Shunned MSNBC host Olbermann targets Maddow on ratings collapse


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With circular firing squads being standard fare on the right, isn’t it great when, on the rare occasion, we are treated to a first-rate tiff from the far left?

In response to the news that MSNBC is undergoing a serious ratings slump, former host Keith Olbermann took to Twitter this week to get a few shots in, targeting one-time protégé Rachel Maddow.

In responding to the following tweet, the insufferable Olbermann asked, “This is sarcasm, yes?”

Olbermann was then called out by another Twitter user who felt he was being snarky about Maddow taking his place after he abruptly left the network. He then got a little personal:

Maddow got her start on MSNBC by serving as a guest host on Olbermann’s show in his absence, and he is credited with helping her get a show of her own. He was also the first guest on Maddow’s debut show.

During an interview last year, according to the Huffungton Post, Maddow was asked if she had spoken to Olbermann since he left MSNBC in 2011. “No,” she answered. “But it’s not like we’ve been fighting. We just haven’t been talking.”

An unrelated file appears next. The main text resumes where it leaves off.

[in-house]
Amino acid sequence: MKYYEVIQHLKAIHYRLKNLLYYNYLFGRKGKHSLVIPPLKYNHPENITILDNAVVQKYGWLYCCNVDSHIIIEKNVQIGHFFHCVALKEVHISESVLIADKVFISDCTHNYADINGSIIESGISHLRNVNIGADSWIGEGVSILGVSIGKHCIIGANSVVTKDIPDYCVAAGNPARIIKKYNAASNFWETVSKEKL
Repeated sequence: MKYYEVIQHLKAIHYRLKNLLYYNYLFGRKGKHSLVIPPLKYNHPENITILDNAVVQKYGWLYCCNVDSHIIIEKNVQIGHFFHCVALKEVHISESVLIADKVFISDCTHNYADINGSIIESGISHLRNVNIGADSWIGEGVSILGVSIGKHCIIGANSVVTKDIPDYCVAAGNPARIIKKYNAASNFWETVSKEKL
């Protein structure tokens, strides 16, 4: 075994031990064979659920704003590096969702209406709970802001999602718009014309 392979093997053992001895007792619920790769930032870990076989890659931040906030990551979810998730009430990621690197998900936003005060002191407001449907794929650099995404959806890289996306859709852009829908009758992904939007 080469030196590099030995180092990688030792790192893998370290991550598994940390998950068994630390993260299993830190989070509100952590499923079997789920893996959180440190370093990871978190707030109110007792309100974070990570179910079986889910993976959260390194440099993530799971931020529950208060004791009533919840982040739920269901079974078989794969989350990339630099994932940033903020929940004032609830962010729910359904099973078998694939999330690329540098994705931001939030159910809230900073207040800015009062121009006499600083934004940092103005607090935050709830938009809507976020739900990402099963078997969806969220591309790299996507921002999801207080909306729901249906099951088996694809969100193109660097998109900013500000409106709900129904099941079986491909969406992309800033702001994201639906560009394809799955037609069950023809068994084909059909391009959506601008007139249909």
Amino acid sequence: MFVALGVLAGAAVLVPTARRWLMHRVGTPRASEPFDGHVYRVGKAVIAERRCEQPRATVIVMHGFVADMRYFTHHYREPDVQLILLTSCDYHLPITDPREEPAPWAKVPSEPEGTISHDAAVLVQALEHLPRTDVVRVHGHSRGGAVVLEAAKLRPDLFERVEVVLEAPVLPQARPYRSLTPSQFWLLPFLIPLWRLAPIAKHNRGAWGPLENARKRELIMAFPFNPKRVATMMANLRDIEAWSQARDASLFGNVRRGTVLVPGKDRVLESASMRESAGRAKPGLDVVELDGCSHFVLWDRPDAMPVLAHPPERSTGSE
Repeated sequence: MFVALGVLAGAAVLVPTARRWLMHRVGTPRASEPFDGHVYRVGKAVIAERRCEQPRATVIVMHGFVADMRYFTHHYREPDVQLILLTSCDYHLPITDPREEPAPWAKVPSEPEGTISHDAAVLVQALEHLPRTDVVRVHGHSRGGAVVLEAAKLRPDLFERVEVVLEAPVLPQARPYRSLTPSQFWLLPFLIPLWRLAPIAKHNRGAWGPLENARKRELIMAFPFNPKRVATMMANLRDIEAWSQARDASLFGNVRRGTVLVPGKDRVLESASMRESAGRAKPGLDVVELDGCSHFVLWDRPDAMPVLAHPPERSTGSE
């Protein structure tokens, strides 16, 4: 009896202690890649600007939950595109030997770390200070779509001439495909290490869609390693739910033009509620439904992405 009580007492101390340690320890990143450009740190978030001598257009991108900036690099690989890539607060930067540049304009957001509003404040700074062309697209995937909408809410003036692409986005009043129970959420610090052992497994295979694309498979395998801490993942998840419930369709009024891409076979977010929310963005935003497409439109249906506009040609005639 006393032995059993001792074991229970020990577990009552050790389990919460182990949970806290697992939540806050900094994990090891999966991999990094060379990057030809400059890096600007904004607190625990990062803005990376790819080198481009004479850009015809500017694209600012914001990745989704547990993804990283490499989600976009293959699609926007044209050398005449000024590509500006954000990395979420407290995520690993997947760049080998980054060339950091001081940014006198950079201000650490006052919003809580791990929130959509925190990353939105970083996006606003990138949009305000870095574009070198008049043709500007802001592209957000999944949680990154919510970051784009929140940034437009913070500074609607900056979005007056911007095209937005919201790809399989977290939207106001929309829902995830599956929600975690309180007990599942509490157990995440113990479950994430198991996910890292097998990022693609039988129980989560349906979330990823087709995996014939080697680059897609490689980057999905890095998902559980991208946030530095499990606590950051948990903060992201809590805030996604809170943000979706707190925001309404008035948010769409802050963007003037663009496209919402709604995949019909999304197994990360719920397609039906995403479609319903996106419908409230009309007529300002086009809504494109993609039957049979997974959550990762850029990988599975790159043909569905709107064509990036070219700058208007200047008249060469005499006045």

Mediaite reported Saturday that Olbermann said in 2011 that people at MSNBC were “forced to choose sides” and that he “didn’t want to add to the pressure” on Maddow, which is why he hadn’t spoken with her since leaving.

Thus far, Maddow has been silent on the latest Twitter eruptions.

Tom Tillison

Tom Tillison

Tom is a grassroots activist who distinguished himself as one of the top conservative bloggers in Florida before joining BizPac Review.
Tom Tillison


3 thoughts on “Shunned MSNBC host Olbermann targets Maddow on ratings collapse

  1. PinaCovelli says:

    No one of my many friends watch MSNBC"……people are losing their times….

  2. Susie says:

    Terrible reported. Slants everything. Really extreme. Whatever happened to the old impartial networks???

  3. Rico says:

    Isn't a decline in ratings to be expected? The Maddowites have changed the lineup considerably, and many of the hosts are new faces. Personally, I think the quality of these shows represent a significant improvement. Partisan hacks have pretty much been replaced by the nerds (Chris Hayes, Steve Kornacki), which is great for me, but people don't know them. They have to build their audiences.

    On the other hand, it could be that the shows are to intellectual to attract a broad audience. This may noble but brief experiment.

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